When it can be demonstrated that object graph integrity is not at risk, as in this example, and code complexity and maintainability is improved, it can be argued that a relationship without an inverse may be the correct decision.

There are two ways to insert data into Core Data - and whichever one you use is up to you. However, one of them depends on whether you have generated Model classes for your data model for the Core Data db.

The regular way is to use the following:

NSManagedObject *object = [NSEntityDescription insertNewObjectForEntityForName:@"table" 
[object setValue:@"value1" forKey:@"stringColumn"];
[object setValue:12 forKey:@"numberValue"];
NSError *error;
if (![context save:&error]) {
    NSLog(@"Failed to save - error: %@", [error localizedDescription]);

This is assuming you've already got your managed object context set up. It is much more efficient if you create and insert your objects into the context in a loop, and then save after the loop ends.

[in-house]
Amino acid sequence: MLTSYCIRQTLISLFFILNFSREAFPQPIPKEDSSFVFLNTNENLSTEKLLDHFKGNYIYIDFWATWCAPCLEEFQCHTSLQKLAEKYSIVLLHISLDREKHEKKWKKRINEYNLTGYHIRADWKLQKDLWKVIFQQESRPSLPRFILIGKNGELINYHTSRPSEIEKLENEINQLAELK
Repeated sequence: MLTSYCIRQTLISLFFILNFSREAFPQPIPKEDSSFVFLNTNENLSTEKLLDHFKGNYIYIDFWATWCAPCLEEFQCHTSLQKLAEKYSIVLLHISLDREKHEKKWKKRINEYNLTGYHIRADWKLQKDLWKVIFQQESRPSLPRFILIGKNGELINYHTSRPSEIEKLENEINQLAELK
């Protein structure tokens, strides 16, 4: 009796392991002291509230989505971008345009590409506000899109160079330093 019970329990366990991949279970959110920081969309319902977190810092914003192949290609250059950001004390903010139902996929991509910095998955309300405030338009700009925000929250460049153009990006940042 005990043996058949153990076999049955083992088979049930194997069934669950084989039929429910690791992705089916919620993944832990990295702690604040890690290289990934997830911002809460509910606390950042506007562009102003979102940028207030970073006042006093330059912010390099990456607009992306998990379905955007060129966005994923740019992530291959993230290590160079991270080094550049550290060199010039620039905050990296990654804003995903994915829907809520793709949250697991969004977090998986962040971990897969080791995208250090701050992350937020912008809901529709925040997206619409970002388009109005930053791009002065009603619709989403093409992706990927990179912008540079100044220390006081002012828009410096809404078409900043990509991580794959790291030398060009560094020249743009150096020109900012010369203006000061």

The other method isn't much different, but is much safer in terms of type safety. If you have generated model classes (which you can do from the xcdatamodels) then you can simply create an object of that class and set its properties.

TableObject *object = [NSEntityDescription insertNewObjectForEntityForName:@"table" 
[object setStringColumn:@"value1"];
[object setNumberValue:12];
NSError *error;
if (![context save:&error]) {
    NSLog(@"Failed to save - error: %@", [error localizedDescription]);

To delete from a table, simply retrieve the object from the table (I'm assuming you are using the second method here for insertions, and as such have generated model classes) and use the following:

[context deleteObject:object];